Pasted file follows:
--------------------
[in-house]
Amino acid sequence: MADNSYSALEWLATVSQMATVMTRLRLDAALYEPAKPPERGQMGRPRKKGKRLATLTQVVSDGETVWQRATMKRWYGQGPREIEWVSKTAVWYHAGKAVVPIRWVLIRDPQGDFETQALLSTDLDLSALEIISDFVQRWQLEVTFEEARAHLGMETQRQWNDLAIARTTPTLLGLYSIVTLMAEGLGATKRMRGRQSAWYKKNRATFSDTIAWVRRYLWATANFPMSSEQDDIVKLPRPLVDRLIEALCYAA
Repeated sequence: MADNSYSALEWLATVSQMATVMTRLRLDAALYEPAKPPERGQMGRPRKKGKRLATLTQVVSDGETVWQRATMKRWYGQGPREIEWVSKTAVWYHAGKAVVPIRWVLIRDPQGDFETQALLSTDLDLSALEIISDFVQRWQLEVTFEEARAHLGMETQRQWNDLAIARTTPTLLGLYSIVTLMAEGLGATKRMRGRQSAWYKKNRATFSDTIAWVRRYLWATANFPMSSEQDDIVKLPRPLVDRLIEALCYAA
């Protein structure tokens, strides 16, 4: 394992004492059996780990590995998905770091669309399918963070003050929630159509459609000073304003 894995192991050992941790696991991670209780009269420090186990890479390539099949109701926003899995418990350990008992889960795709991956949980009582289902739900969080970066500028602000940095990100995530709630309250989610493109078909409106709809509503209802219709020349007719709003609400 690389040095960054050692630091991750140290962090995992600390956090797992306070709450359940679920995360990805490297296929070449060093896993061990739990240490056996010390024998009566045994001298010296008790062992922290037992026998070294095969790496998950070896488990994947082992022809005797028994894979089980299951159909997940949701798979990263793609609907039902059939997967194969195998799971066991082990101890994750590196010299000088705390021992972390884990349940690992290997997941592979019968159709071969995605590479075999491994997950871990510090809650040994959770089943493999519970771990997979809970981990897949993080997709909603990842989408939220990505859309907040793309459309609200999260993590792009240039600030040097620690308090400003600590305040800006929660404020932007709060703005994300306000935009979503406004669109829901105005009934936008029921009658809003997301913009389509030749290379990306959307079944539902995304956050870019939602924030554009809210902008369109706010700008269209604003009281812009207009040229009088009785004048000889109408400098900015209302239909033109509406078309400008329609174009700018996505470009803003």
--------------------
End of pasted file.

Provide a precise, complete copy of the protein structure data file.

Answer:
[in-house]
Amino acid sequence: MADNSYSALEWLATVSQMATVMTRLRLDAALYEPAKPPERGQMGRPRKKGKRLATLTQVVSDGETVWQRATMKRWYGQGPREIEWVSKTAVWYHAGKAVVPIRWVLIRDPQGDFETQALLSTDLDLSALEIISDFVQRWQLEVTFEEARAHLGMETQRQWNDLAIARTTPTLLGLYSIVTLMAEGLGATKRMRGRQSAWYKKNRATFSDTIAWVRRYLWATANFPMSSEQDDIVKLPRPLVDRLIEALCYAA
Repeated sequence: MADNSYSALEWLATVSQMATVMTRLRLDAALYEPAKPPERGQMGRPRKKGKRLATLTQVVSDGETVWQRATMKRWYGQGPREIEWVSKTAVWYHAGKAVVPIRWVLIRDPQGDFETQALLSTDLDLSALEIISDFVQRWQLEVTFEEARAHLGMETQRQWNDLAIARTTPTLLGLYSIVTLMAEGLGATKRMRGRQSAWYKKNRATFSDTIAWVRRYLWATANFPMSSEQDDIVKLPRPLVDRLIEALCYAA
């Protein structure tokens, strides 16, 4: 394992004492059996780990590995998905770091669309399918963070003050929630159509459609000073304003 894995192991050992941790696991991670209780009269420090186990890479390539099949109701926003899995418990350990008992889960795709991956949980009582289902739900969080970066500028602000940095990100995530709630309250989610493109078909409106709809509503209802219709020349007719709003609400 690389040095960054050692630091991750140290962090995992600390956090797992306070709450359940679920995360990805490297296929070449060093896993061990739990240490056996010390024998009566045994001298010296008790062992922290037992026998070294095969790496998950070896488990994947082992022809005797028994894979089980299951159909997940949701798979990263793609609907039902059939997967194969195998799971066991082990101890994750590196010299000088705390021992972390884990349940690992290997997941592979019968159709071969995605590479075999491994997950871990510090809650040994959770089943493999519970771990997979809970981990897949993080997709909603990842989408939220990505859309907040793309459309609200999260993590792009240039600030040097620690308090400003600590305040800006929660404020932007709060703005994300306000935009979503406004669109829901105005009934936008029921009658809003997301913009389509030749290379990306959307079944539902995304956050870019939602924030554009809210902008369109706010700008269209604003009281812009207009040229009088009785004048000889109408400098900015209302239909033109509406078309400008329609174009700018996505470009803003």